Whether it's a personal project, long-term project, doing spec work, or on assignment, projects are a great way to expand your photographic abilities.
It helps you continue to progress and find your own voice or visual style. Something that editors, art buyers, and companies continually reference as an important factor when hiring a new photographer. This is also something that most photographers struggle to understand early on and develop throughout their careers.
Coming to you from the talented documentary photographer, Daniel Milnor, is a look at why photographers should be taking advantage of projects and the skills working on a project can develop. Photography, in general, is about stories but we often get bogged down by an individual photo. Especially working photographers who are trying to build a strong portfolio to showcase to clients. We get caught up in the individual strength of images in our portfolio forgetting about the power of stories to sell ideas and possibly, are worth.
Milnor talks about how working on a project helped him learn editing and design skills. Skills that are essential to doing editorial work but will also help you pitch to commercial clients, and understand your client's needs. Both making you a better candidate when competing against other photographers on a job. These skills will also help you when doing spec work or turning a passion into a profitable project.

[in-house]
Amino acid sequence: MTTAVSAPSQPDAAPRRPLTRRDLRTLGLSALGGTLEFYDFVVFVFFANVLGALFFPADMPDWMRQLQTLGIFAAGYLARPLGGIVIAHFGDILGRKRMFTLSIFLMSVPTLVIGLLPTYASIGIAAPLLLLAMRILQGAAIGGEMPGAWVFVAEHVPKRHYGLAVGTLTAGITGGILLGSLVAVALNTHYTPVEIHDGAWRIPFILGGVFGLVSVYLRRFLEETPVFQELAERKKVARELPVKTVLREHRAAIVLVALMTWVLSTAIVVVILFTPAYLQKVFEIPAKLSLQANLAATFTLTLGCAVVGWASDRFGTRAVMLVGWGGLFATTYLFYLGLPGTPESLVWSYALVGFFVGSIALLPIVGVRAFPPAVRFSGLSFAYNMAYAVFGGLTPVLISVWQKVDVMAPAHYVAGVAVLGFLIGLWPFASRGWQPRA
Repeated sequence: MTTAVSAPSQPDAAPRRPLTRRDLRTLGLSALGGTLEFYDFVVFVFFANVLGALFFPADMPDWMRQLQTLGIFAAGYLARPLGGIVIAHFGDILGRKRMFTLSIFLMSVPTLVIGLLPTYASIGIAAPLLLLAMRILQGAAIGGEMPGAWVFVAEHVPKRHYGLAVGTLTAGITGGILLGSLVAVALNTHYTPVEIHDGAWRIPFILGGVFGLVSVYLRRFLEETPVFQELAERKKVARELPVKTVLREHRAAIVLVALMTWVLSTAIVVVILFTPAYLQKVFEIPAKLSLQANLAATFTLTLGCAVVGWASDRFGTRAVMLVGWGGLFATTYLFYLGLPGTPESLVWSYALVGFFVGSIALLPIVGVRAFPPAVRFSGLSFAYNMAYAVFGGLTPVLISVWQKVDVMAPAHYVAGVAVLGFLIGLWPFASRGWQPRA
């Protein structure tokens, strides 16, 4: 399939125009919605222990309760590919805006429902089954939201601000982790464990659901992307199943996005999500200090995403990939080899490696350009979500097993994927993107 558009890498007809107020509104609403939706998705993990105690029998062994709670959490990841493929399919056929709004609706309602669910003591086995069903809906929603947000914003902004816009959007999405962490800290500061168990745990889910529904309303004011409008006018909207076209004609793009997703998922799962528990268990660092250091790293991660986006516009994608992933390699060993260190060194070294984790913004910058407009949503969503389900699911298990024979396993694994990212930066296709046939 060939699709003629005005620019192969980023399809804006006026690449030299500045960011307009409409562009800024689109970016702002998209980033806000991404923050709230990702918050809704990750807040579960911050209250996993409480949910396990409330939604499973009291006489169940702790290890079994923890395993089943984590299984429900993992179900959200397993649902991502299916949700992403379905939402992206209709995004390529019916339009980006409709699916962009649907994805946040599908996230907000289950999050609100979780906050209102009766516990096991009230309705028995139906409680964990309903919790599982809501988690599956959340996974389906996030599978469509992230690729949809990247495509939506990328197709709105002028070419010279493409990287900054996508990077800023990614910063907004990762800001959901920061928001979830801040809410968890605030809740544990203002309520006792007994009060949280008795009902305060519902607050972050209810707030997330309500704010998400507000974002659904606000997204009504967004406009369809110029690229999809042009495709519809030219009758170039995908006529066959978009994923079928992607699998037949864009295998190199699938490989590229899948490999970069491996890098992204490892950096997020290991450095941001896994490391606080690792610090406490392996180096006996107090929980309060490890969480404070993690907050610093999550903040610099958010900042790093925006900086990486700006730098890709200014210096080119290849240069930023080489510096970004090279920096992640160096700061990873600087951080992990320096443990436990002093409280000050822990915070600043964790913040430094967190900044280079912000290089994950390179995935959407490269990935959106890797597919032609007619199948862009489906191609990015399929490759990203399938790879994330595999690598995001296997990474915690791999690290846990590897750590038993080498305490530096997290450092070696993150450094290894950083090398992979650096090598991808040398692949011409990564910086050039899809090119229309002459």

I learned a lot in my assisting days from a photographer I often cite as a mentor about the strength and importance of long-term projects. How they can both develop your skills but define you within the industry attracting the type of clients and assignments you want and can enjoy. Even more so, I learned the importance of those projects as they come together over the course of a career; something we don't often start thinking about till later in life. Often projects that we are passionate about are the ones that will survive us, inspire others, and become our legacy.
Starting a project today may lead to your next paycheck, it might improve and build your skill set, but it could also be what you are remembered for as a photographer.
Hey Michael, I'm just one guy but was fortunate to have a lot of other folks help me along the way, and like you, assisting was HUGE. I had a fresh photojournalism degree but no idea how to be a photographer. Those other folks were the reason I made it. Also, my main site is www.shifter.media for anyone who is bored or trapped in an elevator.